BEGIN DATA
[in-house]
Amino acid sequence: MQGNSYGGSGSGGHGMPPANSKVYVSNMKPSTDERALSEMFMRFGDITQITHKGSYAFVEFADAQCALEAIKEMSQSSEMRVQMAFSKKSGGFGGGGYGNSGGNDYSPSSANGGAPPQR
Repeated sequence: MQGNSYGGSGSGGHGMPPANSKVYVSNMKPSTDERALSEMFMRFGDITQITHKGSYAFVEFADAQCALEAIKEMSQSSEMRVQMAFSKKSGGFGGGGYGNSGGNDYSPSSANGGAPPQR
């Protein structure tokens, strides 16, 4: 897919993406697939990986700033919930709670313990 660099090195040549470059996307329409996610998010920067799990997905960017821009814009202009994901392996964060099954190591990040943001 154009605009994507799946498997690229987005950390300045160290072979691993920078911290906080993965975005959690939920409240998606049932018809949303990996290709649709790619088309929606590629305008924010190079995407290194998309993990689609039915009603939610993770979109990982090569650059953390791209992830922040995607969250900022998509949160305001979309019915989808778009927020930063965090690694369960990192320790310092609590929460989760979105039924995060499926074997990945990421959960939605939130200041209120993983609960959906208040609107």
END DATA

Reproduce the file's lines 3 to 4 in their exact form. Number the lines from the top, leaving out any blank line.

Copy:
Repeated sequence: MQGNSYGGSGSGGHGMPPANSKVYVSNMKPSTDERALSEMFMRFGDITQITHKGSYAFVEFADAQCALEAIKEMSQSSEMRVQMAFSKKSGGFGGGGYGNSGGNDYSPSSANGGAPPQR
């Protein structure tokens, strides 16, 4: 897919993406697939990986700033919930709670313990 660099090195040549470059996307329409996610998010920067799990997905960017821009814009202009994901392996964060099954190591990040943001 154009605009994507799946498997690229987005950390300045160290072979691993920078911290906080993965975005959690939920409240998606049932018809949303990996290709649709790619088309929606590629305008924010190079995407290194998309993990689609039915009603939610993770979109990982090569650059953390791209992830922040995607969250900022998509949160305001979309019915989808778009927020930063965090690694369960990192320790310092609590929460989760979105039924995060499926074997990945990421959960939605939130200041209120993983609960959906208040609107």